Back in 2012, NYC rapper Angel Haze was one of hip-hop's most talked about newcomers, breaking out with ferocious tracks like "New York" and "Werkin' Girls" that established her as a serious force (in fashion, entertainment and beyond).

Then 20 years old, Haze was swept up by the major label machine and, at the time, largely grouped into the "gay rap" narrative that mainstream media continued pushing out — as if rap was limited by only one sexuality. The following year, Haze leaked her debut studio album, Dirty Gold, a project packed with shining standouts — "Echelon (It's My Way)" and "Battle Cry" with Sia — and, in 2015, she dropped Back to the Woods. But then, Haze went completely quiet.

More than five years later — and a decade since Haze first burst onto the scene — the now LA-based artist is back with her first single, "Never Seen," off a forthcoming EP, Girl With the Gun. Significant time away from music helped Haze grow up and, most importantly, face herself after a whirlwind experience navigating success and public attention in her early twenties. "The work has been tremendous, but the results are palpable," she tells PAPER.

This transformation is reflected in "Never Seen," which Haze says is an introduction to a "new Angel," like the "fucking phoenix." On the track, she explored different sides of her voice, "both in and outside my mind," as she explains. "I wanted to play with different tones and intertwine certain phrases to create a woozy, dreamlike impression. This song is my daydream of a life bigger than my eyes can hold. I'm massive. Take it all in."

Beyond music, Haze's period of self-discovery also saw her begin to explore painting as an outlet for "spiritual healing." The Girl With the Gun artwork is one of her original pieces and aims to bring the project's larger themes to life visually. "This record, to me, is about taking a shot on yourself, seeing through all the fog and failure and expectation, and understanding that the real target is purpose," Haze says.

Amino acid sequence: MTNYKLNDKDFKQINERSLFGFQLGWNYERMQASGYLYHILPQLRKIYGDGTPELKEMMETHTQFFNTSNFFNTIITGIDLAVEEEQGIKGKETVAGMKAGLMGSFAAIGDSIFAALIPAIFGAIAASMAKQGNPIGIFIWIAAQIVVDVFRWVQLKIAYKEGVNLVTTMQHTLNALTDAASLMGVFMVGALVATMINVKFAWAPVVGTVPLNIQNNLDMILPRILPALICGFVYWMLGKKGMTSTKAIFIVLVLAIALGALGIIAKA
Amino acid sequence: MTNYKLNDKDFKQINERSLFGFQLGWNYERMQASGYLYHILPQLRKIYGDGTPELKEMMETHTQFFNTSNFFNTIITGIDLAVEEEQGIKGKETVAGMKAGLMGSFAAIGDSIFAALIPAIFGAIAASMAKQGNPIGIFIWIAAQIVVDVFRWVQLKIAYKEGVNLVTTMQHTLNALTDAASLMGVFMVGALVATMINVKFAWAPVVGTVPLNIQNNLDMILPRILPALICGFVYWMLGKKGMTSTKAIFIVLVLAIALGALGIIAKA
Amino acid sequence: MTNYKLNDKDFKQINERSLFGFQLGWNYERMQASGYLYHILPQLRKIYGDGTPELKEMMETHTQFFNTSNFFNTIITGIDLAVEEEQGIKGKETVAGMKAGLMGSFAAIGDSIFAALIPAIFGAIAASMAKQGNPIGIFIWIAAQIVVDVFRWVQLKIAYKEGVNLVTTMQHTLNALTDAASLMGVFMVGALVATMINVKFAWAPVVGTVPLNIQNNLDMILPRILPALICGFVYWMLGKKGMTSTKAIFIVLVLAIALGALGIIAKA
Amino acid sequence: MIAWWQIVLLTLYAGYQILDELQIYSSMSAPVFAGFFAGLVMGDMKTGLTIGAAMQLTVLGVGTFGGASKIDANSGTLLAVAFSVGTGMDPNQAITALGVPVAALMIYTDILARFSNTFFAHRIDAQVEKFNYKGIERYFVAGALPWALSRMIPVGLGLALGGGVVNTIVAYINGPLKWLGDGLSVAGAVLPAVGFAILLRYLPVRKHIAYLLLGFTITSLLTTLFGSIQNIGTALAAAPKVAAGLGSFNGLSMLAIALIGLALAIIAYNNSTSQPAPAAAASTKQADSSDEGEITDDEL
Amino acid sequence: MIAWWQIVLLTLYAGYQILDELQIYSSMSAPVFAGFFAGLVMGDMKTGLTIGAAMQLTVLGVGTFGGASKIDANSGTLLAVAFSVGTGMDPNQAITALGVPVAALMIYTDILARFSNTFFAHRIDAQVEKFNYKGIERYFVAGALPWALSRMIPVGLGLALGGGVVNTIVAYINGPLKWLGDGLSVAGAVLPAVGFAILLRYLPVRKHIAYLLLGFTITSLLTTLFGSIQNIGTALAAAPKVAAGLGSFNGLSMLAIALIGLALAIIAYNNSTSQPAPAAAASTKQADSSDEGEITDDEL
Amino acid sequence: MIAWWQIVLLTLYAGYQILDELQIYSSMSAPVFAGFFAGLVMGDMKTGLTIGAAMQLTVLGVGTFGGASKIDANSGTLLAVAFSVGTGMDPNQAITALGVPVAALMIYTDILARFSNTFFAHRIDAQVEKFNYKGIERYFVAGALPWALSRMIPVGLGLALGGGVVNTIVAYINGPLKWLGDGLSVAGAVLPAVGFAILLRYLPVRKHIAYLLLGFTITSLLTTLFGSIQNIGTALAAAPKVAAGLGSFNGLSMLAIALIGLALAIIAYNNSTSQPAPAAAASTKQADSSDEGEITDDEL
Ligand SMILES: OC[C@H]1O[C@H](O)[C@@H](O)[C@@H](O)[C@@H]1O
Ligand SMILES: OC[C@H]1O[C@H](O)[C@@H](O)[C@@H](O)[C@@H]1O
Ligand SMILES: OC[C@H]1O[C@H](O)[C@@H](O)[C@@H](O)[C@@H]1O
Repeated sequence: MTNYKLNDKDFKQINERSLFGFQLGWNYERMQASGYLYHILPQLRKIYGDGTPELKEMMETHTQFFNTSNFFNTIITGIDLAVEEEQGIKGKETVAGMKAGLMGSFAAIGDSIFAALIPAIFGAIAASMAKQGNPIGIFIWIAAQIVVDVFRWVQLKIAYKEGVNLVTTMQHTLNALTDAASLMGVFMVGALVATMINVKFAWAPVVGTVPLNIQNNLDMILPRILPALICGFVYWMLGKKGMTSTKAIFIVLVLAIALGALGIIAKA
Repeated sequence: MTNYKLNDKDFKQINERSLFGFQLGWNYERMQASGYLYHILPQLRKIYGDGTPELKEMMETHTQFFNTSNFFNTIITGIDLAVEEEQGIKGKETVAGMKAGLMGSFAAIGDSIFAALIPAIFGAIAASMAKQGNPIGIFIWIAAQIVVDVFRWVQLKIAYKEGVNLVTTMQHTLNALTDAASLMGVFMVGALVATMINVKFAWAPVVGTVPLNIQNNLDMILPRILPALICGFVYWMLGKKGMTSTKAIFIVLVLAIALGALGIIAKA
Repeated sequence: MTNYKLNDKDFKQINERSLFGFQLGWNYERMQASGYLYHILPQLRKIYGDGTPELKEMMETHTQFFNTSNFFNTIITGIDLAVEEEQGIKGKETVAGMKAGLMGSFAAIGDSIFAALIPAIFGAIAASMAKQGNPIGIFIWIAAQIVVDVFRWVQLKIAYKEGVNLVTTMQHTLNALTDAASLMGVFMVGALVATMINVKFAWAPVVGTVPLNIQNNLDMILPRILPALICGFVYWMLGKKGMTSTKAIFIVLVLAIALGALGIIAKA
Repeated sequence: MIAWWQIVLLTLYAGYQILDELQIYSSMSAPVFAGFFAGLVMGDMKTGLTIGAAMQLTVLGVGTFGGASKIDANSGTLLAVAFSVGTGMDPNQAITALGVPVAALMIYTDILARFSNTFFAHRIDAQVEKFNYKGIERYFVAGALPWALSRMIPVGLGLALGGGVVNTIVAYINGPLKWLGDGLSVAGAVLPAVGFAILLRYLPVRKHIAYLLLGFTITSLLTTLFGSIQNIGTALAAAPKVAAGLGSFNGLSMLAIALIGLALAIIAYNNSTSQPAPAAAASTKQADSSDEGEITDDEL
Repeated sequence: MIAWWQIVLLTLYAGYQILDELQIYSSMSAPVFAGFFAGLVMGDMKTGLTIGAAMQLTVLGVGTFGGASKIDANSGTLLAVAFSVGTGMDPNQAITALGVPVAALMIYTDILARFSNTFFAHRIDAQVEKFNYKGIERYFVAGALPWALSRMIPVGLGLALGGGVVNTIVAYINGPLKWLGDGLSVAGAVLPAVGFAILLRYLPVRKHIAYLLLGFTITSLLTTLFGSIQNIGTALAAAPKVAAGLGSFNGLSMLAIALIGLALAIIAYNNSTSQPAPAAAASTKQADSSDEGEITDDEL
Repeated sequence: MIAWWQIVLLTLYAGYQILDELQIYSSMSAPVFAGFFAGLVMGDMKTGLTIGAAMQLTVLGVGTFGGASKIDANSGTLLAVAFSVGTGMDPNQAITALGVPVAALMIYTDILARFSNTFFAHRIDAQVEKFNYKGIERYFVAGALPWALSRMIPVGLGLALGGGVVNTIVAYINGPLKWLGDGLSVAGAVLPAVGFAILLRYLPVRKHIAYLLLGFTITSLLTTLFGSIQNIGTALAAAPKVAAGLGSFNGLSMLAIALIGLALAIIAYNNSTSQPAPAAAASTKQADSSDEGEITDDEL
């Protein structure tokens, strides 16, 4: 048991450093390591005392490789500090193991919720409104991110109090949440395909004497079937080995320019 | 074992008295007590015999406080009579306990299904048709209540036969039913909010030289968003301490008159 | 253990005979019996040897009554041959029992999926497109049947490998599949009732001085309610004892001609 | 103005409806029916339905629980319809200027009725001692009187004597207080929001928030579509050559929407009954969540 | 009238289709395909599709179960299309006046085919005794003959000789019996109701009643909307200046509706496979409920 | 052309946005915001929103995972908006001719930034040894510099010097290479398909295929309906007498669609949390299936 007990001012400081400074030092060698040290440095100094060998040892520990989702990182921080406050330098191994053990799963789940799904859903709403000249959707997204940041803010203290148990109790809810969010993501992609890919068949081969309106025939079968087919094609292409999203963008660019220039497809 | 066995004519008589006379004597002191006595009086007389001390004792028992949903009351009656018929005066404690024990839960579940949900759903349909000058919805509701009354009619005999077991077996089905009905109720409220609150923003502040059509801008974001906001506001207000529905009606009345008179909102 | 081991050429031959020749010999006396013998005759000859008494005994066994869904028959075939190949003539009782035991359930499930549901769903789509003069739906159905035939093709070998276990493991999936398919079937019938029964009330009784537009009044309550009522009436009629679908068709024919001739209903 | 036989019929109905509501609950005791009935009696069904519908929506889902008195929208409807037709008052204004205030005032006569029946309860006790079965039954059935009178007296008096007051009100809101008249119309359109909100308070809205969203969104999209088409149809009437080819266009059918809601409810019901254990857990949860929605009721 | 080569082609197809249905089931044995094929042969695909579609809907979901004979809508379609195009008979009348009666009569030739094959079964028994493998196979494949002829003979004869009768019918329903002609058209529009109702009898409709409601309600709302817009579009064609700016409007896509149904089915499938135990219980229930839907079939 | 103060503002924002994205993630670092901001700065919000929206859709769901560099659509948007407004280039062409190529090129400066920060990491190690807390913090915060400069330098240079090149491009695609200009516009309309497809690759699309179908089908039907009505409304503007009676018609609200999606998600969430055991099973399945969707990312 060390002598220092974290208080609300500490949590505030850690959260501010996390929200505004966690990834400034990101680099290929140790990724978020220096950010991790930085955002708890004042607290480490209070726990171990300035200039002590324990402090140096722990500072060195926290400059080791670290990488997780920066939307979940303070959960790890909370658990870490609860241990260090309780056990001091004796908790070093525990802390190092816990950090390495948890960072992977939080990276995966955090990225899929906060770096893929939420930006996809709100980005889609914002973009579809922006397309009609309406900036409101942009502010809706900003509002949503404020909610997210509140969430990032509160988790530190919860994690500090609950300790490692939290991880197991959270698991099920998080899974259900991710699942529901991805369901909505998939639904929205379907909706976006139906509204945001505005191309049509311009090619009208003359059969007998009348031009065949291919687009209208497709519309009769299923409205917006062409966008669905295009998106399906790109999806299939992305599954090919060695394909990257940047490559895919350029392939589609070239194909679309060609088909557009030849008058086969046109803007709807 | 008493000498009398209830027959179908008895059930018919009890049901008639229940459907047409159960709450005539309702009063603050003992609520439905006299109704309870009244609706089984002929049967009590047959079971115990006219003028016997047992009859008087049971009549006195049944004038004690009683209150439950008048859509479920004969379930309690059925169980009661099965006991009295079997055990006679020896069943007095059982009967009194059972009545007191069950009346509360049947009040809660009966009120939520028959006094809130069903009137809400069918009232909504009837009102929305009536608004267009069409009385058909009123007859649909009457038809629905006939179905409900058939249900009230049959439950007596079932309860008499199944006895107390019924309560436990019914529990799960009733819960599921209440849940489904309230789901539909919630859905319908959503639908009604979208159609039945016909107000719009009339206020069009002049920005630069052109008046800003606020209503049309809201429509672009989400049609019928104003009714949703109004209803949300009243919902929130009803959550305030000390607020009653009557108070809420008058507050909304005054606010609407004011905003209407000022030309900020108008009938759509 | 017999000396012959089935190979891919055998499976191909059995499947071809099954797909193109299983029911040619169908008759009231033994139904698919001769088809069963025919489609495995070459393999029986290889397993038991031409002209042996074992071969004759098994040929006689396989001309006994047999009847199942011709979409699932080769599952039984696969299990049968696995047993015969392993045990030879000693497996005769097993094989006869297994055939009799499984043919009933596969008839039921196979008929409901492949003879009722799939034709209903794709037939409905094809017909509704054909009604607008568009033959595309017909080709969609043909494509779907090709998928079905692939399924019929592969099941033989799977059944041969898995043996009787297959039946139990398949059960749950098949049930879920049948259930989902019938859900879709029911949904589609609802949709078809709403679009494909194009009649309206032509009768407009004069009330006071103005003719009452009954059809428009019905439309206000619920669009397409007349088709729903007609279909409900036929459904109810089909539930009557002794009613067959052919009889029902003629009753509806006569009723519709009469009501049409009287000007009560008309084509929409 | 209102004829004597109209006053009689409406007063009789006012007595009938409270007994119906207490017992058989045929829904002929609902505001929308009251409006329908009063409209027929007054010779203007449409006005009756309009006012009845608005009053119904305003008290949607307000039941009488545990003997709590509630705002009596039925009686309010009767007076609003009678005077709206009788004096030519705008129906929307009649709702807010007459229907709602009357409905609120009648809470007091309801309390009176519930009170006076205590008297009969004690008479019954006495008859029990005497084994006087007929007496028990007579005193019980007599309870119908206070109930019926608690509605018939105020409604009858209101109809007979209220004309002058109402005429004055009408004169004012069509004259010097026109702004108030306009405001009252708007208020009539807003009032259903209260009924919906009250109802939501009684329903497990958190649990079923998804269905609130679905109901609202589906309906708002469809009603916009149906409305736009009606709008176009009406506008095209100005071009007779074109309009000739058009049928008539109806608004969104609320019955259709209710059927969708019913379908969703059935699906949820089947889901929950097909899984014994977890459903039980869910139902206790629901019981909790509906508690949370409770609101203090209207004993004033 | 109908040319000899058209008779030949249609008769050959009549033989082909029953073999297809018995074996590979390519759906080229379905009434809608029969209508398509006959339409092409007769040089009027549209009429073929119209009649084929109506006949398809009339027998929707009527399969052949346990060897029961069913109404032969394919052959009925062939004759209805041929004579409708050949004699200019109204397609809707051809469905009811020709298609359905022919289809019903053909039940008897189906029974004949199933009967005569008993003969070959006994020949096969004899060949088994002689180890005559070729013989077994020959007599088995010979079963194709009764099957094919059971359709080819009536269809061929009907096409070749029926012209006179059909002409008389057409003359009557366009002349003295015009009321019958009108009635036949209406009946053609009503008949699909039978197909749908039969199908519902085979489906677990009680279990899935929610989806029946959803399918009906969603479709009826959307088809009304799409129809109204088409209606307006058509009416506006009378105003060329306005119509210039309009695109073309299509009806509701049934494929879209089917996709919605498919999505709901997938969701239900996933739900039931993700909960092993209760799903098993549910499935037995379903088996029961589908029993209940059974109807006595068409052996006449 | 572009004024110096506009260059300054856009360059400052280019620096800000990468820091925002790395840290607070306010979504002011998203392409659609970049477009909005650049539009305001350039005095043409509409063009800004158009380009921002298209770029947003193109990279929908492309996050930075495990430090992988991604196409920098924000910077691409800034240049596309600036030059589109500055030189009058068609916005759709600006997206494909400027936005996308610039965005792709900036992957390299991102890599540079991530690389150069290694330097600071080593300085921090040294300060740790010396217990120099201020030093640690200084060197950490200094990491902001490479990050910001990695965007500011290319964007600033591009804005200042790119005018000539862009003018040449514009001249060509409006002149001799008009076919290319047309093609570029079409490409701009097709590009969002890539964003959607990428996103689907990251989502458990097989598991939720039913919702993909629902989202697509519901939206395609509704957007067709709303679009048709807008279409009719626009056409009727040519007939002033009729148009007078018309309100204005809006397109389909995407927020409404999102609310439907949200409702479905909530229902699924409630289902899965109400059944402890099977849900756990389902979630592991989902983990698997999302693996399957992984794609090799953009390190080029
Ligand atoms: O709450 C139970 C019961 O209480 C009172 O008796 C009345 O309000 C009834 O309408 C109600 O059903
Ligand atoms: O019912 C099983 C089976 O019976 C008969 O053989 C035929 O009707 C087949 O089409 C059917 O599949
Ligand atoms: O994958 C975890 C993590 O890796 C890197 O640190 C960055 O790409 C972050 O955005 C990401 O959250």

Below, PAPER caught up with Angel Haze to talk about her time away, the new single and EP, and reentering a more LGBTQ-friendly era in music (Lil Nas X!) with way more representation for queer artists than when she was helping to lead the charge.

It's been a while since we've heard new music from you. What happened in between then and now?

Lots of things, but I feel the most important thing to name is growth. I started my career as I was about to turn 20, and I still had a lot of growing up and facing myself to do. I've been pretty much everywhere you can name in between then and now. Woke up in some not so nice places and mentalities, lost some people I loved in horrible ways and had to find the courage to face all the things I'd accumulated inwardly over the time.

Long story short, I did. I feel amazing about it. I healed my relationship with my family (Hi, Mom. I love you). I started painting, which is something that comes into play a lot more in my life now. A different way to express my struggles. I also started doing more philanthropic things, learned some instruments, produced some songs, started sculpting and building things with my hands. Then finally, I started to talk to God again and ask for a way through to myself. The work has been tremendous, but the results are palpable. There are so many greater things in the world to access after pain and I'm proof of that.

How do you think this single is a reflection of who you are as an artist, right now?

The single is just an angle of Angel. It's just about the different sort of strength I've found, in all my voices and in all the many selves I've been. Feel like a fucking transformer. "Never Seen" is an intro to a new Angel. The fucking phoenix.